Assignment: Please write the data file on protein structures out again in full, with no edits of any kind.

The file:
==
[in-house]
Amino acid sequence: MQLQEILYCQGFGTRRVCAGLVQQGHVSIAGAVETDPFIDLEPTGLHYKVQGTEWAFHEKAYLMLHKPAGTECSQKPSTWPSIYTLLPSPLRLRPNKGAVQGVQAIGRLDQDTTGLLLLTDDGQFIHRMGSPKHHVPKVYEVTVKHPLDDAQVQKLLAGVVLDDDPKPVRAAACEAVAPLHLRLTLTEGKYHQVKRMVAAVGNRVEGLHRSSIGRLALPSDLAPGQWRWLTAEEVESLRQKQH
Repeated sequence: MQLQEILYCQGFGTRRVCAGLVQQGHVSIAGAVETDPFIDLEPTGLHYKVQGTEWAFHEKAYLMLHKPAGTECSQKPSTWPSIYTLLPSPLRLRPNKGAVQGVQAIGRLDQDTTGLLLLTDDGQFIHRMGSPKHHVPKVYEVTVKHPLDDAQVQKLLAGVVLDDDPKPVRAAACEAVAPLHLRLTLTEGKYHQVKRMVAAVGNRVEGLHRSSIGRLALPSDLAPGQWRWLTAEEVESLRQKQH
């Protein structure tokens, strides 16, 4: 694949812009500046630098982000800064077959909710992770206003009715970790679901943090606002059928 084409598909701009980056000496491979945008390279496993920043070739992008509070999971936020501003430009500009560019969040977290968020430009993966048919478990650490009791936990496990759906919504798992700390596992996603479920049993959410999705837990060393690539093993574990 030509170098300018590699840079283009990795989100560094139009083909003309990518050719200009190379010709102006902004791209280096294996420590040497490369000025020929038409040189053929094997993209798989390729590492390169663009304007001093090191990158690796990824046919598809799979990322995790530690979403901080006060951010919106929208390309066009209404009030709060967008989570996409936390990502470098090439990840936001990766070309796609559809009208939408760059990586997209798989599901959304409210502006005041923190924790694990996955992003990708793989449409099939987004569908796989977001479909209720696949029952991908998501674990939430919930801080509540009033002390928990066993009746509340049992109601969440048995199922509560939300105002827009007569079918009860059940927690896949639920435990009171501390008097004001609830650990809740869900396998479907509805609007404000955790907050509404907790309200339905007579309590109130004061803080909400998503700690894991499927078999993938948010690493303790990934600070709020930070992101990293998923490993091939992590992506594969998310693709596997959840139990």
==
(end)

[in-house]
Amino acid sequence: MQLQEILYCQGFGTRRVCAGLVQQGHVSIAGAVETDPFIDLEPTGLHYKVQGTEWAFHEKAYLMLHKPAGTECSQKPSTWPSIYTLLPSPLRLRPNKGAVQGVQAIGRLDQDTTGLLLLTDDGQFIHRMGSPKHHVPKVYEVTVKHPLDDAQVQKLLAGVVLDDDPKPVRAAACEAVAPLHLRLTLTEGKYHQVKRMVAAVGNRVEGLHRSSIGRLALPSDLAPGQWRWLTAEEVESLRQKQH
Repeated sequence: MQLQEILYCQGFGTRRVCAGLVQQGHVSIAGAVETDPFIDLEPTGLHYKVQGTEWAFHEKAYLMLHKPAGTECSQKPSTWPSIYTLLPSPLRLRPNKGAVQGVQAIGRLDQDTTGLLLLTDDGQFIHRMGSPKHHVPKVYEVTVKHPLDDAQVQKLLAGVVLDDDPKPVRAAACEAVAPLHLRLTLTEGKYHQVKRMVAAVGNRVEGLHRSSIGRLALPSDLAPGQWRWLTAEEVESLRQKQH
């Protein structure tokens, strides 16, 4: 694949812009500046630098982000800064077959909710992770206003009715970790679901943090606002059928 084409598909701009980056000496491979945008390279496993920043070739992008509070999971936020501003430009500009560019969040977290968020430009993966048919478990650490009791936990496990759906919504798992700390596992996603479920049993959410999705837990060393690539093993574990 030509170098300018590699840079283009990795989100560094139009083909003309990518050719200009190379010709102006902004791209280096294996420590040497490369000025020929038409040189053929094997993209798989390729590492390169663009304007001093090191990158690796990824046919598809799979990322995790530690979403901080006060951010919106929208390309066009209404009030709060967008989570996409936390990502470098090439990840936001990766070309796609559809009208939408760059990586997209798989599901959304409210502006005041923190924790694990996955992003990708793989449409099939987004569908796989977001479909209720696949029952991908998501674990939430919930801080509540009033002390928990066993009746509340049992109601969440048995199922509560939300105002827009007569079918009860059940927690896949639920435990009171501390008097004001609830650990809740869900396998479907509805609007404000955790907050509404907790309200339905007579309590109130004061803080909400998503700690894991499927078999993938948010690493303790990934600070709020930070992101990293998923490993091939992590992506594969998310693709596997959840139990």